Which is worse: calling someone a name or poisoning them?

It’s name-calling, according to High Court Judge Roger ter Haar QC.

Teacher Shaaira Alexis was poisoned with whiteboard cleaning fluid by one of her pupils, named only as Faye, after the teacher called her a ‘white prostitute’ for putting make-up on in class.

Miss Alexis’s claim for £700,000 is clearly ludicrous and she does look very scary in the photo in the Mail, but you know what her mistake was that prevented her from getting due sympathy for her poisoning, which needed hospital treatment?

Yes, she mentioned a colour, in this case, “white”.

Now I know that ‘racism cuts both ways’, but come on. The woman was brought here from the West Indies because there is a shortage of home-grown teachers, which is bizarre in a country where a large proportion of school-leavers go on to University. She would undoubtedly have been used to seeing better behaved youngsters in Grenada, so it’s not surprising if she snapped at a girl who wasn’t paying attention and who is admittedly “an academic under-achiever”.

I’m not trying to justify ‘racism’ especially in its real sense, but it reminds me of Ron Atkinson’s slip a few year’s back when he thought the microphones were off and he referred to Chelsea player Marcel Desailly as an effing lazy, thick nigger.

Not a pleasant thing to say, but did Atkinson deserve to lose his career because of it? No! When you consider how much he did for black players in the game it is an emphatic ‘No’!

You just have to watch every syllable you utter these days, especially when angry – unless you’re a lout screaming obscenities, of course. Then you’re a delicate flower who shouldn’t be upset by being told to button it (dissed) and your parents will insist you never do anything wrong – if they can drag themselves away from the telly long enough to add their opinions to yours.

I see that Dave Cameron has apparently threatened Teutono-British relations by doing an impression of a Nazi asking ‘Where are your papers?’ when discussing ID cards, but the Daily Mail reports that ‘it drew gasps from listening voters at the question and answer session in Norwich, and did not quite yield the response he was going for’.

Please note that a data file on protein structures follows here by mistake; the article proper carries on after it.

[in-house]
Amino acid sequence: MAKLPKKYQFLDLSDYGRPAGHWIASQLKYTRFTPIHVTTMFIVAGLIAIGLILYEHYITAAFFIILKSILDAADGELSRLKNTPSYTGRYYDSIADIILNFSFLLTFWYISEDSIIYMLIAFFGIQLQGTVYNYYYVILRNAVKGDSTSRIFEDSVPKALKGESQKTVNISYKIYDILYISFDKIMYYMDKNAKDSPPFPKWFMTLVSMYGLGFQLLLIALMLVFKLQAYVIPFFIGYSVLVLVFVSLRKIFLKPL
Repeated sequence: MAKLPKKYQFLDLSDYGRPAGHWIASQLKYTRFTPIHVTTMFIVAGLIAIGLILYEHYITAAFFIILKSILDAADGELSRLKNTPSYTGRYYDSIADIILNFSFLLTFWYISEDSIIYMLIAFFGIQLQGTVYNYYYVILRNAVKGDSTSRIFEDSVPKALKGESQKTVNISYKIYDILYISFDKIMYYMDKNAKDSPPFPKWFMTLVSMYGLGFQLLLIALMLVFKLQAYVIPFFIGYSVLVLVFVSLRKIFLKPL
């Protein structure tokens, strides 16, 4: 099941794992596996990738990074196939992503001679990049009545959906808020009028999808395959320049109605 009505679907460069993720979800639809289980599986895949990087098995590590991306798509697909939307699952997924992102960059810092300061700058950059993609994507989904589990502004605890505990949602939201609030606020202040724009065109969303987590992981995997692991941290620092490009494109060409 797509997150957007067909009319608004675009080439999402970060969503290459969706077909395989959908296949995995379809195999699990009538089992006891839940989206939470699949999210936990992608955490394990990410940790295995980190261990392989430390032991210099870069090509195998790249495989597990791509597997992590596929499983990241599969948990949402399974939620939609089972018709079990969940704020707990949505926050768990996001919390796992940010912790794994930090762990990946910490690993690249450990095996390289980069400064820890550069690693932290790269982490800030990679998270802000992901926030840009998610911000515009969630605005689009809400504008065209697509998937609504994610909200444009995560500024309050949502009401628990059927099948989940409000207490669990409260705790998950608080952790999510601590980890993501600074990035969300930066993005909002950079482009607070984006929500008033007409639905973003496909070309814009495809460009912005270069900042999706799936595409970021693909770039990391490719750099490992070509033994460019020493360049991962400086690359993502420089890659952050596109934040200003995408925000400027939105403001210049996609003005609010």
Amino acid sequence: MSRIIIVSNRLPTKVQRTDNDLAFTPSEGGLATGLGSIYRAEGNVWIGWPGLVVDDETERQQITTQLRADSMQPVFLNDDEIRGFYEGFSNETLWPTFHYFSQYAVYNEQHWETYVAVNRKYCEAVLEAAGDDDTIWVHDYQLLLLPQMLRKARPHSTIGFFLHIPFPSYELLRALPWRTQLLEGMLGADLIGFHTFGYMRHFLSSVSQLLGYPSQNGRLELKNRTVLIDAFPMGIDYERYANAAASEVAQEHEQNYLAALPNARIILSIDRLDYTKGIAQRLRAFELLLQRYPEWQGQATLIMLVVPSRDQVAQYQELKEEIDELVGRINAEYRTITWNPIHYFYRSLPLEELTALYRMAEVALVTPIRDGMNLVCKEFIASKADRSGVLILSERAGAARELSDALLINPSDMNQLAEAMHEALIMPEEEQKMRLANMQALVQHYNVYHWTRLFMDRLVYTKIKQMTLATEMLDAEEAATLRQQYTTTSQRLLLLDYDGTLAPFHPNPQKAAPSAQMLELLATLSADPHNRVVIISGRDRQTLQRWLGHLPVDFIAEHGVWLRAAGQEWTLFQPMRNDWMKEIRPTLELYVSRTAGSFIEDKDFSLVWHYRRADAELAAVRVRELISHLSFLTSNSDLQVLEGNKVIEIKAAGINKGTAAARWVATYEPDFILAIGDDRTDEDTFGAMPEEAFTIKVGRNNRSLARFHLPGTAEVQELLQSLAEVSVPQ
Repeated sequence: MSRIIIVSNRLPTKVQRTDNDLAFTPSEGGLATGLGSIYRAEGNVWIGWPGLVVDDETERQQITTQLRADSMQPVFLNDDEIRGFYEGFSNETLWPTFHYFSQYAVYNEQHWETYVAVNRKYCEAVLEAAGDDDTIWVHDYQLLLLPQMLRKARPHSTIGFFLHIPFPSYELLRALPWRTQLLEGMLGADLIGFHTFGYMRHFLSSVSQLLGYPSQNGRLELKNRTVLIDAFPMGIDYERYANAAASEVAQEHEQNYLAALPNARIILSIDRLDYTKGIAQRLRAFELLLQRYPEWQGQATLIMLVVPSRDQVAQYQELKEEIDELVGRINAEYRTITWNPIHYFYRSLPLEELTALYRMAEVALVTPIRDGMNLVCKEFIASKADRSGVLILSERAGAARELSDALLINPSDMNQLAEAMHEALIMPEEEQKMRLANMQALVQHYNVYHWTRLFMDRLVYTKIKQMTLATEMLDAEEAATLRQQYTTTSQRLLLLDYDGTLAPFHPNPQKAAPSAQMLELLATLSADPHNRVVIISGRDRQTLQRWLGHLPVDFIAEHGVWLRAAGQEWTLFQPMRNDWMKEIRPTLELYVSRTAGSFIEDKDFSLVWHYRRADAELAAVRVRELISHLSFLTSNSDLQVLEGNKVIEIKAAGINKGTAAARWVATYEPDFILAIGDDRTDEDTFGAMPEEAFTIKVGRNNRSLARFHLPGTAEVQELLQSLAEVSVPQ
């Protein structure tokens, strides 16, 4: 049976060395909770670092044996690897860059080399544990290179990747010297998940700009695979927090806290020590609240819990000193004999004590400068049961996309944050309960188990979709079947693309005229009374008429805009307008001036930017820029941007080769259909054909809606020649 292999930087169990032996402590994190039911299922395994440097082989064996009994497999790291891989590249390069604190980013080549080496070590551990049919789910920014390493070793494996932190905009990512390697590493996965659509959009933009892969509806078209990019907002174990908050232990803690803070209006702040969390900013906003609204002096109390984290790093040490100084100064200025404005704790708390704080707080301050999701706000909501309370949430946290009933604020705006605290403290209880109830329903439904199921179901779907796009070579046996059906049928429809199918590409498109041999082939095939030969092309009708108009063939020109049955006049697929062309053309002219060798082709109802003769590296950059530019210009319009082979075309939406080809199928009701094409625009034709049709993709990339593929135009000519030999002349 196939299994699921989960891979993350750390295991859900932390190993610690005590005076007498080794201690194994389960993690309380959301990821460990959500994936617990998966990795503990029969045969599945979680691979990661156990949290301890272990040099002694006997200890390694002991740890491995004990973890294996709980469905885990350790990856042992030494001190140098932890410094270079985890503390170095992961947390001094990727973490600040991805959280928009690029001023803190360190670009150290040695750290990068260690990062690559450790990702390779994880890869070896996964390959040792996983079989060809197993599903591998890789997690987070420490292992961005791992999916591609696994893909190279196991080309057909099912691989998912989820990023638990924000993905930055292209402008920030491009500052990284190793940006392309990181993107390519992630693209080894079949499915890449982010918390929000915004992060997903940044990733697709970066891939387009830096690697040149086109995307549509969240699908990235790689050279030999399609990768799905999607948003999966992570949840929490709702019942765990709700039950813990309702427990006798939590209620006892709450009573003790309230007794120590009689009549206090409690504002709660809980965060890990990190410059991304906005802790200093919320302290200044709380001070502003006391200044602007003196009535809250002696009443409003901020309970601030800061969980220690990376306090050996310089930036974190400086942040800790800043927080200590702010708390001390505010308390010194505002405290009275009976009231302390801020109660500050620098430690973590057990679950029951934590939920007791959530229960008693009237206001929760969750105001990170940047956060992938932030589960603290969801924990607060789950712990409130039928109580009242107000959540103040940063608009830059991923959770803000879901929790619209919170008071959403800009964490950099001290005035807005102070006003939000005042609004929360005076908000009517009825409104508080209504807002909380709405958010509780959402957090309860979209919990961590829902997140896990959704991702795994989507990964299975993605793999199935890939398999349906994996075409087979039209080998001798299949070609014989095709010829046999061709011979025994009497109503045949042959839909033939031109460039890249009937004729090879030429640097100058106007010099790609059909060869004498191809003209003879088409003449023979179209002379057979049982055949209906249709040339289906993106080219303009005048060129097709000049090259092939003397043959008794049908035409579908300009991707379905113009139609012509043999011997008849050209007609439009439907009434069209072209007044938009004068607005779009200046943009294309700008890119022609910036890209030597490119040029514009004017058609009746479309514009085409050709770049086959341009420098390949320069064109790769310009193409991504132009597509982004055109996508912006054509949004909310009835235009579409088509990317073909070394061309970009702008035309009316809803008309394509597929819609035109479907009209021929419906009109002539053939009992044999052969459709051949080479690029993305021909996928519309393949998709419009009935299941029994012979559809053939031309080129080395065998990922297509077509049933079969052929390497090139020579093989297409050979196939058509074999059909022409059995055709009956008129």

‘Critics fear it could even trigger an embarrassing diplomatic row between the would-be Prime Minister and Germany.’

Actually, I’m almost sure that the Germans must have a better sense of humour than us these days.

About twenty years ago I watched “The Germans” episode of Fawlty Towers with a real German! He couldn’t stop laughing and I couldn’t stop laughing because he couldn’t stop laughing. It was one of the funniest half hours of my entire life.

Basil has probably done more for international relations than politicians have. Well, except when it comes to Americans. He doesn’t like them or their Waldorf salads!

Presumably Mr Carnegie, the health inspector who checked Fawlty Towers, would have considered the deliberate poisoning of a guest to be far worse than insulting them. If Basil had poisoned as many people as he’d insulted, Torquay would have been a ghost town.

I don’t know what punishment ‘Faye’ got for deliberately poisoning her teacher. It seemed to be rendered unimportant. It shows how far we have come through the brainwashing cycle when a headline like:

“Racist teacher sues school” would be considered more appropriate than:

“Schoolgirl poisons her teacher”.

Like I said, I’m not into racist talk, but this sort of nonsense surely encourages disharmony when we could try and make amends; forgive and forget. Sticks and stones and all that.

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2 Responses to Which is worse: calling someone a name or poisoning them?

  1. Andrew F says:

    “I’m not trying to justify ‘racism’ especially in its real sense, but it reminds me of Ron Atkinson’s slip a few year’s back when he thought the microphones were off and he referred to Chelsea player Marcel Desailly as an effing lazy, thick nigger.

    Not a pleasant thing to say, but did Atkinson deserve to lose his career because of it? No! When you consider how much he did for black players in the game it is an emphatic ‘No’!”

    You’re not trying to justify racism, but you think a broadcaster should be allowed to call someone a nigger on national televison and keep their career. Anyone who uses the word “nigger” in derogatory context is a racist. They’re saying that beiing black is a mark of inferiority.

    I bet you’d have had a different opinion if he’d called, say, Kaka a lazy, idiotic member of the God-squad – which of course is perfectly justified since someone’s religious beliefs are indicative of how they use their intellectual faculties.

    You are a ****** scary man sometimes, Stewart.

  2. Stewart Cowan says:

    “you think a broadcaster should be allowed to call someone a nigger on national televison and keep their career.”

    You’ve not begun to understand what I’m saying.

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